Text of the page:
What followed as a day packed with fascinating speakers and topics, From Javiera Guedes, data scientist at Credit Suisse, who shared her passion for understanding the universe to Microsoft researcher Danielle Belgrave, who talked about her efforts around machine learning for personalized health. Google software engineer Julia Proskurnia went deep on "Efficient Long-Tail Query Classification in Short Texts" and Google product manager Tilke Judd shared insights into building a personal assistant, while Swiss Re's Kornélia Papp explained the work she's doing with NLP (Natural Language Processing). There was more, so much more - here's the link to the program - and here to the speakers (where you can also find their contact details from Twitter to LinkedIn to personal websites). I have a feeling that, if you get in touch with them, they'll gladly take the time to engage further.

A final thought: Outi Simula, McKinsey associate partner, talked about her company's studies where they add numbers to the known concerns, namely that in the near future 40% of tasks are likely automated (and that with current technology). That means that 375 million workers globally have to find new jobs by learning/evolving into other fields. Tied to this, another telling number that carries a warning with it: The McKinsey study shows that 90% of companies recognize their current gap when it comes to digital and analytical skills ... yet only 4% of those companies are ready to close the gap > Automation and the future of work

Data Science is a key element of our future - and it'll be a far bigger key element than is currently acted on. And so, with awareness raising like WiDS, there's hope the many women (and the few men) in the room yesterday will be the engaged and super-smart members of the data science world in the future!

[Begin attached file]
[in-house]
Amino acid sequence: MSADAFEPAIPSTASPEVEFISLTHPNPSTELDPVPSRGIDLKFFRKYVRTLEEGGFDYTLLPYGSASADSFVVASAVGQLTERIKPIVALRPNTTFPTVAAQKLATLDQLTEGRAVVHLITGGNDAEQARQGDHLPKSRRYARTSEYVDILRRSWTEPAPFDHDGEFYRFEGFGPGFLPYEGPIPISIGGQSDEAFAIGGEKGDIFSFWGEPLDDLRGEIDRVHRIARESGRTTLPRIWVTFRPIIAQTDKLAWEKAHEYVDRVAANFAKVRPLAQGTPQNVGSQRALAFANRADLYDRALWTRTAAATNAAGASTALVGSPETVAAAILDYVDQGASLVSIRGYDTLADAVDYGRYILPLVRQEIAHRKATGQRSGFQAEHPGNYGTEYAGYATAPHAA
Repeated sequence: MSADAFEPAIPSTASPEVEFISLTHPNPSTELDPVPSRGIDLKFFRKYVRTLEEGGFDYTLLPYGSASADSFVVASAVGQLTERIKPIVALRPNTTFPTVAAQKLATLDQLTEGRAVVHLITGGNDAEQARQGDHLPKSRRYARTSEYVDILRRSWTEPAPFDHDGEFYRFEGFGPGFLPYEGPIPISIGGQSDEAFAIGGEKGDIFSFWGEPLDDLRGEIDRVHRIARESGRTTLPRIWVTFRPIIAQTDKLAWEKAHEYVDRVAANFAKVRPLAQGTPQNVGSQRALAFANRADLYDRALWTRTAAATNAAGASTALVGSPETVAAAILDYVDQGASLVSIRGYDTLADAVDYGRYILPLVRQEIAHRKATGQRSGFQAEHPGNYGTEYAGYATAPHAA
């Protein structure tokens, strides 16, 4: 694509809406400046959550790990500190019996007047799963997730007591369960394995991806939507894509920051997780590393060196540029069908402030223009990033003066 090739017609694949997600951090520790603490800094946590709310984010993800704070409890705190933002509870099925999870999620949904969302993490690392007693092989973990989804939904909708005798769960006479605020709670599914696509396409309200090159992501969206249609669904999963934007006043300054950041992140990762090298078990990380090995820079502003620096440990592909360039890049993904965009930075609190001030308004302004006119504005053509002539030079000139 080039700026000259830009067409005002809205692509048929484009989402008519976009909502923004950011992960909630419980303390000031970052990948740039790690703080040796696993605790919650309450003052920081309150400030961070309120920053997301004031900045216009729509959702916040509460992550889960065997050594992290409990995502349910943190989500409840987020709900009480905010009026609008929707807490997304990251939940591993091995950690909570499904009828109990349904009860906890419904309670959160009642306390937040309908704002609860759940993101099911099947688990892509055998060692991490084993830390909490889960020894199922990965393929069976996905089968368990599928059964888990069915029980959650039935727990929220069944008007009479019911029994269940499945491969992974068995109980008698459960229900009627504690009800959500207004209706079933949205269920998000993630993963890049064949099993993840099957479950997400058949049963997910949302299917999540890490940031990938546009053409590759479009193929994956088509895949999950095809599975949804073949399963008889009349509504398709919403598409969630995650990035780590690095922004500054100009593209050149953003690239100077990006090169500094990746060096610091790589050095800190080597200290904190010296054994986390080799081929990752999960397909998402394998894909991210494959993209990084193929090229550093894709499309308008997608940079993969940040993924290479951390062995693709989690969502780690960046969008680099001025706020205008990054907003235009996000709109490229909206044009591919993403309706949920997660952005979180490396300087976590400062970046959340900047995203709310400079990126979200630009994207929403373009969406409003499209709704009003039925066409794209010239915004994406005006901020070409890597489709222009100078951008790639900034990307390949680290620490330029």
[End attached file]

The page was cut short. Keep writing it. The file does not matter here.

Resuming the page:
Category: Other

Location: Rüschlikon, Switzerland


Alicia Montoya - 27 Mar 2018, 8:51 p.m.

What a great idea for an event!

So what did the mentorship discussion cover? I'd be interested to heard about views on what helps the most.

Daniel Martin Eckhart - 29 Mar 2018, 9:35 a.m.

Hi Alicia - the mentoring sessions were in smaller circles for the most part. What was shared during the main talks in the forum was really nothing new that would surprise you. It was a career path experience sharing and tips about what helps women progress.

Alicia Montoya - 3 Apr 2018, 8:16 p.m.

I don't know, try me, you might surprise me. I was wondering if the mentorships suggested were mainly men to women, women to women, execs to less senior professionals or all to all?

I'd also be interested to know if any companies have "institutionalized mentoring" n the sense of creating a pool of mentors and mentees that can find each other but making mentorship part of everybody's MBO, for instance.

Daniel Martin Eckhart - 5 Apr 2018, 3:41 p.m.

Good questions - I'm sure they were addressing during the mentoring session - nothing I'd know, though. My guess is that the good companies have a healthy mix of everything. The gender equal opportunity topic will remain with us for another while ... sigh.